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Georgia Institute of Technology

Researchers at Georgia Tech are racing to develop “do-it-yourself” healthcare gear that can be assembled where it’s needed from components available locally.
Research from the Georgia Institute of Technology shows an ultra-low power hybrid chip that gets inspiration from the brain could help give palm-sized robots the ability to collaborate and learn from their experiences, researchers report.
Georgia Tech researchers could improve the control systems of future snake-like robots based on their observations of snakes slithering across the desert sand at night.
A new screening method using sensor particles and a urine test could catch organ transplant rejection much earlier, more comprehensively, and without a biopsy needle.
Artificial Intelligence is helping to guide and support some 50 breast cancer patients in rural Georgia through a novel mobile application that gives them personalized recommendations on everything from side effects to insurance.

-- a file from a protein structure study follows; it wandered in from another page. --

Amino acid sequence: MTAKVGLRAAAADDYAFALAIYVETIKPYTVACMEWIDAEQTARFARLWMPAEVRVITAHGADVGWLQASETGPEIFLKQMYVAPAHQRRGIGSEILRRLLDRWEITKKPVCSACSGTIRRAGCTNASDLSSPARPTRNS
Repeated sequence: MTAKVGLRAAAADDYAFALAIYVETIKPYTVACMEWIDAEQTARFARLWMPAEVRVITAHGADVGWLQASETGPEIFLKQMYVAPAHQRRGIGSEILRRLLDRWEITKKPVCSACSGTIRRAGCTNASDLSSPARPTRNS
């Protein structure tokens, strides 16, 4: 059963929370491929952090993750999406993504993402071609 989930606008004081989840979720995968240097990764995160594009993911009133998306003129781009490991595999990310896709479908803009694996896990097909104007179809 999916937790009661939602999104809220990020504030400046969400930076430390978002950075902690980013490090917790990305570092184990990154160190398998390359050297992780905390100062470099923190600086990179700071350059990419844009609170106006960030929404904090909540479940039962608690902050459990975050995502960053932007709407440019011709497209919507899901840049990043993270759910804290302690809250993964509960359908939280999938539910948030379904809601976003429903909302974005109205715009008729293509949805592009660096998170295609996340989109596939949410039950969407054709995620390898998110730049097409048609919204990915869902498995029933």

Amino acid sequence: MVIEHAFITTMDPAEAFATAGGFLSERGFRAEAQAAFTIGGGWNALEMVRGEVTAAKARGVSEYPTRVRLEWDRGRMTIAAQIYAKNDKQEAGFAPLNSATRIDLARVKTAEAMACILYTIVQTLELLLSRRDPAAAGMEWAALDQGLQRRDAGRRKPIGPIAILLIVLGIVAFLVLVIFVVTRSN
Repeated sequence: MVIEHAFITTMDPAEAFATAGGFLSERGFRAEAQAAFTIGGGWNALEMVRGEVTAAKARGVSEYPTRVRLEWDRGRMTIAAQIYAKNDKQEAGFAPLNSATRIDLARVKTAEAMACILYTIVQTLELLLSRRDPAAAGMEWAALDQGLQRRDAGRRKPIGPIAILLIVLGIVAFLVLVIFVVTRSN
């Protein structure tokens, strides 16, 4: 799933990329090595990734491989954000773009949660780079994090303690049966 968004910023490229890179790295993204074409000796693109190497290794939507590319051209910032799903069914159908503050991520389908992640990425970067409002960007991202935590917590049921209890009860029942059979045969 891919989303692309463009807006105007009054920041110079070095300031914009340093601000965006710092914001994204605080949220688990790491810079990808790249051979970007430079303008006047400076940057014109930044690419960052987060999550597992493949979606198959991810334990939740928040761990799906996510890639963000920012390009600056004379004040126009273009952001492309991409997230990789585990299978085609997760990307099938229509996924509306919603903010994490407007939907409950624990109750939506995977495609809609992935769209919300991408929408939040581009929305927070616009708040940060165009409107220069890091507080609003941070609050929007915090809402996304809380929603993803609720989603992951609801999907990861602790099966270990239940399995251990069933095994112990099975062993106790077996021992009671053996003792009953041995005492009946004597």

A new long-acting contraceptive designed to be self-administered by women may provide a new family planning option, particularly in developing nations where access to health care can be limited, a recent study suggests.
Researchers at the Georgia Institute of Technology have created a material derived from crab shells and tree fibers that has the potential to replace the flexible plastic packaging used to keep food fresh.
An international team of scientists has found the first evidence of a source of high-energy cosmic neutrinos, ghostly subatomic particles that can travel unhindered for billions of light years from the most extreme environments in the universe to Earth.
By integrating the design of antenna and electronics, researchers have boosted the energy and spectrum efficiency for a new class of millimeter wave transmitters, allowing improved modulation and reduced generation of waste heat.
A new research project announced recently as a collaboration between the Georgia Institute of Technology and satellite communications provider Xenesis could help open the bottleneck that now limits the flow of data from Earth-orbiting satellites to ground stations.